Ghana Completes Radio Telescope Conversion For Square Kilometre Array
In an important milestone for the Square Kilometre Array project, Ghana has successfully converted a redundant telecommunications antenna into a functioning radio telescope.
The 32m converted telecommunications antenna at the Ghana Intelsat Satellite Earth Station at Kutunse is now operational as a very long baseline interferometry (VLBI) radio telescope, forming part of plans for the Square Kilometre Array, according to ITWeb.
This development is part of preparations for the second phase of the project, which will see the continued construction of the Square Kilometre Array radio telescope, the largest of its kind on the planet, across the African continent.
As one of eight African countries who are partners of the Square Kilometre Array project, Ghana has now become the first to complete their conversion.
Kwabena Frimpong-Boateng, Ghana’s minister of environment, science, technology and innovation announced the development in a joint-statement from the Ghanaian and South African governments.
“The Ghanaian government warmly embraces the prospect of radio astronomy in the country and our radio astronomy development plan forms part of the broader Ghana Science, Technology and Innovation Development Plan,” said Frimpong-Boateng, according to APA.
Africa’s core role in the Square Kilometre Array
The international effort to build the world’s largest radio telescope is to be hosted in South Africa and Australia.
The majority of the project is based in South Africa’s Karoo desert in the Northern Cape, with the mid-frequency dish extending over Africa thanks to partners which include Botswana, Kenya, Madagascar, Mauritius, Mozambique, Namibia, and Zambia.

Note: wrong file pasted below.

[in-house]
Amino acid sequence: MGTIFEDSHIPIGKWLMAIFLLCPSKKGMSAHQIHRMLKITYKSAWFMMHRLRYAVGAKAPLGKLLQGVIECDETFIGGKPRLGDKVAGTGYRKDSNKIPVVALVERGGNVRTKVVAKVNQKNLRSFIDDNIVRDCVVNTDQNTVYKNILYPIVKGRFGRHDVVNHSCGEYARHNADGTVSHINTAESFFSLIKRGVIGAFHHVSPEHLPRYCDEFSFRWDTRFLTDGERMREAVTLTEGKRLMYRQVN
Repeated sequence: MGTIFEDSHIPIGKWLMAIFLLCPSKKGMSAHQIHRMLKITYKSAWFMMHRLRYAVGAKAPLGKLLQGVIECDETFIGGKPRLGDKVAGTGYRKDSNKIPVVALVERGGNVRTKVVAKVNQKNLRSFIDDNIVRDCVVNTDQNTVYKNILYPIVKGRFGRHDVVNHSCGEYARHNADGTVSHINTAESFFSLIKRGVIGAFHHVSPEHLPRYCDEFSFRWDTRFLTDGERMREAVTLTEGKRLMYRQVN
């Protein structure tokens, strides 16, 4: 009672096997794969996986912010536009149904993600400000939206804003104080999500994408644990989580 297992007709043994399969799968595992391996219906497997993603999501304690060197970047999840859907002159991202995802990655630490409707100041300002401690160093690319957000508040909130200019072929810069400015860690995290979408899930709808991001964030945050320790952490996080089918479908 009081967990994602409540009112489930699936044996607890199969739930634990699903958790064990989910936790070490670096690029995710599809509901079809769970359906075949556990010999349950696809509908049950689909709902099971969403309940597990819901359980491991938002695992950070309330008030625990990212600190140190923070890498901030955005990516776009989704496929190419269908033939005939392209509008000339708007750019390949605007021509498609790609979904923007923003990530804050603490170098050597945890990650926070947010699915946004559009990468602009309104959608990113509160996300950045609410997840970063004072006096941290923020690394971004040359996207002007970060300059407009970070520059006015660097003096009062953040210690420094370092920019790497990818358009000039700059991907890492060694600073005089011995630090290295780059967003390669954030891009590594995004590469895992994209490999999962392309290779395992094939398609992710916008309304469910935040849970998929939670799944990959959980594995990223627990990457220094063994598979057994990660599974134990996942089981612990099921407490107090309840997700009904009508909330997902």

Naledi Pandor, South African minister of science and technology, commented on the milestone and mentioned the need to build the abilities, policy infrastructure and capacity required for a successful Square Kilometre Array project among African partners.
“A vital part of the effort towards building SKA on the African continent over the next decade is to develop the skills, regulations and institutional capacity needed in SKA partner countries to optimise African participation in the SKA,” Pandor said, according to DefenceWeb.
The Square Kilometre Array is to be build in two main phases, with construction of the first phase beginning this year, with some aspects of the telescope operational by 2020, while complete construction and function is expected in 2025.
The converted Ghanaian radio telescope will now be integrated into the African VLBI Network as part of the second phase.
The Square Kilometre Array will be used by scientists to understand how the universe evolved and how stars and galaxies form and change, according to an earlier AFKInsider report.
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